Your foot is made up of 28 bones, 33 joints, and over a hundred muscles, tendons, and ligaments that keep you moving through life. The plantar fascia, which runs from the heel to the toes, is one of these crucial ligaments. It supports the arch of the foot and absorbs pressure from movements that involve contact with the ground.
What Is Plantar Fasciitis?
Although it is equipped to handle stress, too much pressure can damage or even tear the plantar fascia, resulting in a painful condition known as plantar fasciitis. There is no single cause, but there are factors that increase your risk of developing this condition. These are as follows:
- Poor foot mechanics
- Certain sports
- Having flat feet or high-arched feet
- Occupational demands that keep you on your feet for long hours
Is Plantar Fasciitis Causing Your Heel Pain?
Here are telltale signs to help you check whether plantar fasciitis may be causing your heel pain and what you can do about it.
Foot Pain in the Morning
When you experience heel pain the moment you step out of bed, it may be a sign of plantar fasciitis. Sleeping with your foot pointing down tends to contract the ligament, so those first few steps may suddenly pull on the plantar fascia. As a result, intense pain may start at the bottom of the foot and radiate out.
The pain can be dull or sharp and occur multiple times throughout the day to the extent that it interferes with day-to-day life. Fortunately, there are simple stretches you can do first thing in the morning to help reduce heel pain.
Sit with your legs in front of you and wrap a towel under your toes. Hold on to the two ends of the towel to stretch the calf and arch for 30 seconds. You can also put a can or bottle under the arch of your foot and roll it around for 60 seconds. Repeat either exercise thrice, with 30 seconds of rest in between.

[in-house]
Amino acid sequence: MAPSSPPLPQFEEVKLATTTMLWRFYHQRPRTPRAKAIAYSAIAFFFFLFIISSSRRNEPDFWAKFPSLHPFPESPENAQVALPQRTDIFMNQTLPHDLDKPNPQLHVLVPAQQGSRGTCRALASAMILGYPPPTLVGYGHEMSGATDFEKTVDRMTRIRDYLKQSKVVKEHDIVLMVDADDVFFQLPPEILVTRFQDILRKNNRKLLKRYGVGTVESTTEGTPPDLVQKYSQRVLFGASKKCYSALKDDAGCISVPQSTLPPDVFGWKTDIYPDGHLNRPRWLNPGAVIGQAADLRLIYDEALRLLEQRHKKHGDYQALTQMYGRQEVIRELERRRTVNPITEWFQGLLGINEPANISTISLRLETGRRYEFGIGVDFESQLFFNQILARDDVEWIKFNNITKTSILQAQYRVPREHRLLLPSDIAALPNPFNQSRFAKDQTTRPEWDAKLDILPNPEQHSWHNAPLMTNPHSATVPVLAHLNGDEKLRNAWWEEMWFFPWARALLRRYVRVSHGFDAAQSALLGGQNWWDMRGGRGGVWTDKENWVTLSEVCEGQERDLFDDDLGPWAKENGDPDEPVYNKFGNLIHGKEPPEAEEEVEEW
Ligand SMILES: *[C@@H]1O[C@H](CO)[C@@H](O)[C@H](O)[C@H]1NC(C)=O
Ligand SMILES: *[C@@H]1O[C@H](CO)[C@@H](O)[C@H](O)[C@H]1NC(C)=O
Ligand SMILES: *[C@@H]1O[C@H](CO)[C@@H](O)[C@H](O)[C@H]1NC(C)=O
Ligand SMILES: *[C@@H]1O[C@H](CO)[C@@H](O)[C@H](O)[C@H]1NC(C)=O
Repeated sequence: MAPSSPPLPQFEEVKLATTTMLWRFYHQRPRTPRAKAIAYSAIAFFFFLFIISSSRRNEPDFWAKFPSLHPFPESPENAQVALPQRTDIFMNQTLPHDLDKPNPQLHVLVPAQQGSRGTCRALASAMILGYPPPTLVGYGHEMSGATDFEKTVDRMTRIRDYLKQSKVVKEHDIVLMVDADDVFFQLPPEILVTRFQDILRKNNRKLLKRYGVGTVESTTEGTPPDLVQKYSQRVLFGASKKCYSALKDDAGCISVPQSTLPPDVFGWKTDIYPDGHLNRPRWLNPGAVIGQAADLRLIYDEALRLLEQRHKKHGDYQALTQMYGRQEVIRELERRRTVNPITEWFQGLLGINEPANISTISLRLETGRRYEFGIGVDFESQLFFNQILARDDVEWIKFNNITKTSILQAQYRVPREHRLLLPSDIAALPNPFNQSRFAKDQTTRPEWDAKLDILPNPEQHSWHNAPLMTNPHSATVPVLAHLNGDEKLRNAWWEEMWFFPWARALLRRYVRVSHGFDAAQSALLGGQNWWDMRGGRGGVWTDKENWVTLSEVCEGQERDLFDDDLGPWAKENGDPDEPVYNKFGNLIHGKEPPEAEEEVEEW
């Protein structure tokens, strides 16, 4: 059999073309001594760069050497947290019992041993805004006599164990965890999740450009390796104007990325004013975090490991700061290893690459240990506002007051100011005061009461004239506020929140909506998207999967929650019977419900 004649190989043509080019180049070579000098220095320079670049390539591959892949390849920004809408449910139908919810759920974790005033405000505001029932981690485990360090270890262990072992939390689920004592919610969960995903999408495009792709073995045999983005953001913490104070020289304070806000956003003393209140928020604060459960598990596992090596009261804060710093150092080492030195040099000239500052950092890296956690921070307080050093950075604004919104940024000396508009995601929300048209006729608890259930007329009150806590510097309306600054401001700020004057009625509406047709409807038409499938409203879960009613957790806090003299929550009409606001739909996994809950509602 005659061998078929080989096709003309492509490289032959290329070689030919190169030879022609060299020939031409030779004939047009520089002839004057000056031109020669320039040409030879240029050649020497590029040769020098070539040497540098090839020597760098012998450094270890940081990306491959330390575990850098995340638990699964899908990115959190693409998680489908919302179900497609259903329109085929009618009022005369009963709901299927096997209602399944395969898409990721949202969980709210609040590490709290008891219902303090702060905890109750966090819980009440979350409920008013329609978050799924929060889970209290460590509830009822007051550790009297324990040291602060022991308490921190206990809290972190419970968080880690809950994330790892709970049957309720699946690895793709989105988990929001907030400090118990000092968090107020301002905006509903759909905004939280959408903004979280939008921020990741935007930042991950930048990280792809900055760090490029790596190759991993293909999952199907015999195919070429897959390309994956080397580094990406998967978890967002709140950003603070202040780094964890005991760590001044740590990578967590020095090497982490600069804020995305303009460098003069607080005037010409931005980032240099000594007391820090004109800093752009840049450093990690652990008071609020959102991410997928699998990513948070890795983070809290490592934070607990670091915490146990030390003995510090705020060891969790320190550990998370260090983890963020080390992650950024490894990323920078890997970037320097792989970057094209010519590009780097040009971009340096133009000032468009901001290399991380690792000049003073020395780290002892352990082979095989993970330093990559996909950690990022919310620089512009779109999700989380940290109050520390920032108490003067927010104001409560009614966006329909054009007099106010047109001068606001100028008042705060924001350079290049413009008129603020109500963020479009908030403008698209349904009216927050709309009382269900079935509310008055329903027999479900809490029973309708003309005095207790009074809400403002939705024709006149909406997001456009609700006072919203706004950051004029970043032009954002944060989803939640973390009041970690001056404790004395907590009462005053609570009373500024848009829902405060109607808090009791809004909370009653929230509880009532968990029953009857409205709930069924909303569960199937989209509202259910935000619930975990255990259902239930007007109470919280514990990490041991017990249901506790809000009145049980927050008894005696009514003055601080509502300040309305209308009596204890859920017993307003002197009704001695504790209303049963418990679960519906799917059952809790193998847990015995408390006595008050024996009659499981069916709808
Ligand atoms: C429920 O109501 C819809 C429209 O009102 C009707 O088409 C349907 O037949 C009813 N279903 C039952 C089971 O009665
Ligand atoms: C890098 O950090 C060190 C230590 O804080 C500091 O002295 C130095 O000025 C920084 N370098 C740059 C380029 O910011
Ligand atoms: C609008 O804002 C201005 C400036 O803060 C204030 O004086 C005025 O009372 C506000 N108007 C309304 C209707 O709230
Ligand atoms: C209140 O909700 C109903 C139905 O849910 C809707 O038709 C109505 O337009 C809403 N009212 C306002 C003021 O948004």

You may also consider buying night splints to keep your feet at a constant 90-degree angle while you sleep.
Unlike acute sports injuries, plantar fasciitis causes pain after an exercise or workout routine, not during.
Runners are among the most vulnerable to this disease, given the repetitive pressure running puts on the heels. According to research, plantar fasciitis accounts for roughly 10% of runner-related injuries and up to 15% of all foot symptoms requiring professional care.
An effective way to prevent plantar fasciitis is to invest in quality footwear that distributes the weight and pressure on your feet while providing good heel and arch support. Consult your doctor for recommendations regarding specialized sports footwear.
You may also consider orthotics that will relieve painful symptoms and correct any foot-related abnormalities. Most drugstores carry several heel cushions, cups, and pads. Ask your podiatrist what orthotics device is best for your needs and whether you need customized inserts.
Discomfort After Standing Too Long
If you have an occupation that requires you to stand for hours, there’s a high chance you might develop plantar fasciitis. To protect your feet, remember to take shorts breaks. Find a place to sit down and position your legs outward to give your heels some breathing room. Wear comfortable footwear that is supportive. Also, maintain a healthy weight, so you don’t put too much pressure on your feet.
Foot Doctor in Naples, Florida
Most of the time, plantar fasciitis can be treated using the RICE method of rest, ice, compression, and elevation. Only in rare cases is surgery warranted. It’s important to recognize these warning signs early to prevent any complications down the line, like chronic foot pain and heel spurs.
If you’re experiencing any of the symptoms mentioned above, visit the Joint Replacement Institute for a comprehensive foot check-up. Our team is highly trained in evaluating and treating a wide range of foot disorders, including plantar fasciitis.
Depending on your condition, we may recommend orthotics and shoe inserts to reduce heel pressure and provide pain relief. Our physical therapists will also teach you how to stretch your foot to minimize the risk of injury during physical activity.
Call us at (239) 261-2663 or fill out our online appointment request form to schedule a consultation. We look forward to serving you.